Emergency Central is a collection of disease, drug, and test information including 5-Minute Emergency Medicine Consult, Davis’s Drug, McGraw-Hill Medical’s Diagnosaurus®, Pocket Guide to Diagnostic Tests, and MEDLINE Journals created for emergency medicine professionals. Explore these free sample topics:
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- Ventricular fibrillation (VF) is completely disorganized depolarization and contraction of small areas of the ventricle without effective cardiac output.
- Cardiac monitor displays absence of QRS complexes and T-waves with the presence of high-frequency, irregular undulations that are variable in both amplitude and periodicity.
- Damaged myocardium creates sites for re-entrant circuits:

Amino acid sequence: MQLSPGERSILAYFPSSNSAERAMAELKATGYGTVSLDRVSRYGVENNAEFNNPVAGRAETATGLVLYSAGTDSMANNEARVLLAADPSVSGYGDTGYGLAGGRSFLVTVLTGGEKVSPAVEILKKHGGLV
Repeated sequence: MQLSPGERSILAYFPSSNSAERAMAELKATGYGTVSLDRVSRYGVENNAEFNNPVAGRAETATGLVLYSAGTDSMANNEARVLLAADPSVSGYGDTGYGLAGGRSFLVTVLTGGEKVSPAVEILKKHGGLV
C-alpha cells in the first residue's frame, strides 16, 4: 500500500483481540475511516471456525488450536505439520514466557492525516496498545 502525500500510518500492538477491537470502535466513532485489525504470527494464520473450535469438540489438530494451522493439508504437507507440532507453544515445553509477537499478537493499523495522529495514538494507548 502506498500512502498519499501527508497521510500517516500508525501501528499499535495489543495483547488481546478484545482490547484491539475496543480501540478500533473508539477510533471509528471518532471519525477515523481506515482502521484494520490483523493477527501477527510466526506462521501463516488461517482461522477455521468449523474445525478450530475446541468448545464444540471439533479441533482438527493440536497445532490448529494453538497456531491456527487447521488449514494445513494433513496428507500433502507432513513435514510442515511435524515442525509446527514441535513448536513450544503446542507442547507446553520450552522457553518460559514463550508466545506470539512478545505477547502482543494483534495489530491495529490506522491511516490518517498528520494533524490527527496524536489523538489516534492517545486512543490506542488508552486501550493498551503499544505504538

- Myocardial damage may be caused by multiple factors including ischemia, necrosis, reperfusion, healing, and scar formation
- Most often a result of severe myocardial ischemia:
- 7% of patients with STEMI develop sustained VF, 80–85% occurring in the 1st 24 hr
- Complication of cardiomyopathy:
- Up to 50% of patients with dilated cardiomyopathy suffer an episode of VF.
- In hypertrophic cardiomyopathy, unexpected sudden death occurs with reported frequency of up to 3%/yr.
- Nonischemic causes of ventricular tachycardia may evolve into VF:
- Drug toxicities (cyclic antidepressants, digitalis)
- Electrolyte or acid–base abnormalities
- Congenital and acquired prolonged QT syndromes.
- Short QT syndrome
- Brugada syndrome
- Premature ventricular complexes (PVCs) with R-on-T phenomenon
- Other less common causes of VF:
- Blunt chest trauma
- Iatrogenic myocardial irritation from pacemaker placement or pulmonary artery catheter
- Idiopathic VF (5–10%)
- Primary ventricular dysrhythmias are extremely rare in children.
- VF usually results from a respiratory arrest, hypothermia, or near drowning.